Planning A Retreat For Ancient Explorers
At the moment, I am coordinating our very first retreat in Cusco, Peru, which will take place next year, and I confess that I am very excited about it! For a number of years, friends asked me about travelling to Peru and when I was going to organise a tour. At first, I was very reluctant to consider the idea. As much as I love exploring the ancient places of the Inka and their predecessors, the idea of putting together a run-of-the-mill archaeological tour simply didn’t appeal to me. Then, just over twelve months ago, out of the blue, a vision came to me. In that moment, I saw myself guiding a group of travellers through Cusco. Not only was I teaching them about the majestic towns and shrines of the Inka, but I was also introducing them to the Andean way of life. So inspired by this idea, I immediately began to contact people and plan. During this early stage, I decide that I wanted to facilitate unique and special experiences for fellow ancient explorers and for this, I drew on two key lessons I have learned from my own travels.
Lesson 1: Self-care is the Key to a Magical Experience
Travel can be hard on the physical, emotional and mental bodies, especially if you are a highly sensitive person like me. This is something I learned the hard way a couple of years ago when I took a two-week tour in Nepal and Northern India. It was a great tour, but it was go-go-go! There was little sleep, long days commuting from place to place by bus and train, and experiences were planned back-to-back, so there was little time to digest them. While I left India grateful for the experience, I was completely exhausted, as my senses were fried!
What I learned from this is that for me, the quality of the experiences is what is important and not how many tourist places I visit and can tick off my bucket list. Perhaps you are the same?
So, when planning the retreat, I began looking for a sanctuary, a place where explorers can rest after visiting amazing archaeological places, such as Machu Picchu and Pisaq and while researching, I stumbled onto a haven called Wilka T’ika, located in the Sacred Valley. Wilka T’ika is renown for its tranquil setting and medicinal and chakra gardens. To enhance our stay, my dear friend and creative, Keesha Goode, will hold daily kundalini yoga classes and several mandala workshops. Mandalas are a wonderful way to peel away the layers of the self and capture the essence of an experience while on retreat.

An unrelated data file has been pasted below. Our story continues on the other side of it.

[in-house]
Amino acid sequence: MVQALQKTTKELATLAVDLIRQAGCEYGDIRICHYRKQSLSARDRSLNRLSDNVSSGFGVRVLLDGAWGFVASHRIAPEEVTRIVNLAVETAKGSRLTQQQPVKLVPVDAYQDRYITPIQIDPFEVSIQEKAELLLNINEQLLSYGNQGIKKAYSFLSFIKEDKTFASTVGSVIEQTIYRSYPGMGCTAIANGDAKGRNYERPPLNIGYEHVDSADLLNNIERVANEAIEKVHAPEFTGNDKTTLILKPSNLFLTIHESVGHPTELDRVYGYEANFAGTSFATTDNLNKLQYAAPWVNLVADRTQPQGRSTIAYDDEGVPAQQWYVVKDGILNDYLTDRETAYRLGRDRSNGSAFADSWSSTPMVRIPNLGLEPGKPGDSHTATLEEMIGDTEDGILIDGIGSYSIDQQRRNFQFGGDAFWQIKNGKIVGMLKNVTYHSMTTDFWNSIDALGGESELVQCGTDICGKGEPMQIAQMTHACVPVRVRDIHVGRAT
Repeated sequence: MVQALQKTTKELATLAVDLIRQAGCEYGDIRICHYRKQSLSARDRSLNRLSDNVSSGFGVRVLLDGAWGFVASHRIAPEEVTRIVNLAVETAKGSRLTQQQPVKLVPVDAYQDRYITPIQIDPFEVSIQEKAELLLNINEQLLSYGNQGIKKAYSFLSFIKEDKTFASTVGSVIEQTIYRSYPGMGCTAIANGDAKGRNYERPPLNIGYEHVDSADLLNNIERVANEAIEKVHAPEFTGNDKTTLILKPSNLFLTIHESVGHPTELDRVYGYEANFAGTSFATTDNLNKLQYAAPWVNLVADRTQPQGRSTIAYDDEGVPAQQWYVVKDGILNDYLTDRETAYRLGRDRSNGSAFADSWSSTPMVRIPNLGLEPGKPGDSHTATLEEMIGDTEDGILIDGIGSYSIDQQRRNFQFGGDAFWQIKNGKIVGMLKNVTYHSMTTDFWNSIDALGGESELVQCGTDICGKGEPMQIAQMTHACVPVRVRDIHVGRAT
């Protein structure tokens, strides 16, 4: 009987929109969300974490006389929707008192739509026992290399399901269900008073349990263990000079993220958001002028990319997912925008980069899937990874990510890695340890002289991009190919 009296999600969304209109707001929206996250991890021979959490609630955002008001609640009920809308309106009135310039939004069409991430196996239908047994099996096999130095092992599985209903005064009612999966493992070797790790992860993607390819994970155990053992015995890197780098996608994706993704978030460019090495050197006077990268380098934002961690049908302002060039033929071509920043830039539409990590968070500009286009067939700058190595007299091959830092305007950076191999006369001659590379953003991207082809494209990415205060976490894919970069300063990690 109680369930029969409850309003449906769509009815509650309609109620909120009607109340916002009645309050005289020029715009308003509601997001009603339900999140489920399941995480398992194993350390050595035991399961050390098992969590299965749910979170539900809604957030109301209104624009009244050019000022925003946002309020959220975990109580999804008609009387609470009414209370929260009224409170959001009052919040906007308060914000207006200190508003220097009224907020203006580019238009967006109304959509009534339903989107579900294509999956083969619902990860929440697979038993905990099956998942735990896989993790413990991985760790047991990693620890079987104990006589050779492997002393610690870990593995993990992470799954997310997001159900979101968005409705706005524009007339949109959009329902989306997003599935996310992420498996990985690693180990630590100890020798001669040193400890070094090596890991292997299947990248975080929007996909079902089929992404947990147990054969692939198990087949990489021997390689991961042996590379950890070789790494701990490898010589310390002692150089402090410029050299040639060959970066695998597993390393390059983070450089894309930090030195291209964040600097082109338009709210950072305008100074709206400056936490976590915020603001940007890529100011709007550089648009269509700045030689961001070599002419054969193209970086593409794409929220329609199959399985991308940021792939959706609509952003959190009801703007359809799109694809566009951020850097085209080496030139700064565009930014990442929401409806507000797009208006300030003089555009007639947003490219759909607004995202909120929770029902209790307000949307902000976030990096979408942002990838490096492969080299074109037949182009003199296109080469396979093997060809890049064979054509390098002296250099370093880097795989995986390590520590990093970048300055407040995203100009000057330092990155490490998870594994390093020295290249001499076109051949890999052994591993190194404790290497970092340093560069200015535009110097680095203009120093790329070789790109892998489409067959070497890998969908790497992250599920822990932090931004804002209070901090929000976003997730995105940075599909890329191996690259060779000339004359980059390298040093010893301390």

Lesson 2: Connecting With Place is Central to Making Memorable Moments
Connecting with others is essential to having wonderful experiences while exploring foreign places. As an archaeologist, I lived in different parts of the Andes extended periods of time and this afforded me the opportunity to build meaningful relationships with people. Over time, my respect and love for the Andean way has grown and inspired my growth personally and professionally. Importantly, I have learned that respect and honouring others are two key principles that Andean people live by and are essential to establishing and maintaining connections with people and places. Building respect for the Andean way asks you to be open and willing to immerse yourself in their world: this means learning about their ancient and modern traditions, rituals, ceremonies and listen to their stories with a non-judgmental mind.
An introduction to the Andean way not only requires an experienced facilitator but an introduction and welcome to community and country. Once again, the Wilka T’ika, as an established hub of its local community, is the perfect place for a group to begin the following the Andean way. Here, our group will participate in a number of beautiful cultural ceremonies, including the despacho, a traditional Andean Earth offering, during our stay. I will also give master classes on other critical aspects of the Andean world, including how to honour Pachamama, the Andean name for Mother Earth.
I am truly excited to be offering this unique retreat. If you are thinking of joining us, I invite to read our travel guideline